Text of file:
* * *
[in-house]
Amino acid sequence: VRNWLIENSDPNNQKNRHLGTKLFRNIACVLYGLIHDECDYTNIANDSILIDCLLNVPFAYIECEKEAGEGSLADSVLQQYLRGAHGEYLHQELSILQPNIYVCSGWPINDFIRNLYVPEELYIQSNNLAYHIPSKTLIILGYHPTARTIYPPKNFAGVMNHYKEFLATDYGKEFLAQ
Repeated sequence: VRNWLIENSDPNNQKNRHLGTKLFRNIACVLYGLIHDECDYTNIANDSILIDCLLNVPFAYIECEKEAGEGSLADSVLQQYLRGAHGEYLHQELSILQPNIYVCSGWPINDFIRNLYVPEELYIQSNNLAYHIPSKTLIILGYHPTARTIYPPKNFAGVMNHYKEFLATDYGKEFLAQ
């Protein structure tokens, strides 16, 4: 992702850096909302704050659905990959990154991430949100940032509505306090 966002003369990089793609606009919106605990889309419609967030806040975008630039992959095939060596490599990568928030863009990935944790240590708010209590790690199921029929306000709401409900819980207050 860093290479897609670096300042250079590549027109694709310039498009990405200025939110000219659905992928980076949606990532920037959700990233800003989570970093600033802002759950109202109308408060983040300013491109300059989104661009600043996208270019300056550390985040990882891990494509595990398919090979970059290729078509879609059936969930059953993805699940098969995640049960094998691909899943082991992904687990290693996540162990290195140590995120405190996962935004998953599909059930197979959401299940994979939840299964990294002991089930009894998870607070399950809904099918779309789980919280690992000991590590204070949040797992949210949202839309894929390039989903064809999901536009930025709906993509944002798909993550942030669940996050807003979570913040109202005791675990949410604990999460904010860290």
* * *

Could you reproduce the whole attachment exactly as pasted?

[in-house]
Amino acid sequence: VRNWLIENSDPNNQKNRHLGTKLFRNIACVLYGLIHDECDYTNIANDSILIDCLLNVPFAYIECEKEAGEGSLADSVLQQYLRGAHGEYLHQELSILQPNIYVCSGWPINDFIRNLYVPEELYIQSNNLAYHIPSKTLIILGYHPTARTIYPPKNFAGVMNHYKEFLATDYGKEFLAQ
Repeated sequence: VRNWLIENSDPNNQKNRHLGTKLFRNIACVLYGLIHDECDYTNIANDSILIDCLLNVPFAYIECEKEAGEGSLADSVLQQYLRGAHGEYLHQELSILQPNIYVCSGWPINDFIRNLYVPEELYIQSNNLAYHIPSKTLIILGYHPTARTIYPPKNFAGVMNHYKEFLATDYGKEFLAQ
């Protein structure tokens, strides 16, 4: 992702850096909302704050659905990959990154991430949100940032509505306090 966002003369990089793609606009919106605990889309419609967030806040975008630039992959095939060596490599990568928030863009990935944790240590708010209590790690199921029929306000709401409900819980207050 860093290479897609670096300042250079590549027109694709310039498009990405200025939110000219659905992928980076949606990532920037959700990233800003989570970093600033802002759950109202109308408060983040300013491109300059989104661009600043996208270019300056550390985040990882891990494509595990398919090979970059290729078509879609059936969930059953993805699940098969995640049960094998691909899943082991992904687990290693996540162990290195140590995120405190996962935004998953599909059930197979959401299940994979939840299964990294002991089930009894998870607070399950809904099918779309789980919280690992000991590590204070949040797992949210949202839309894929390039989903064809999901536009930025709906993509944002798909993550942030669940996050807003979570913040109202005791675990949410604990999460904010860290």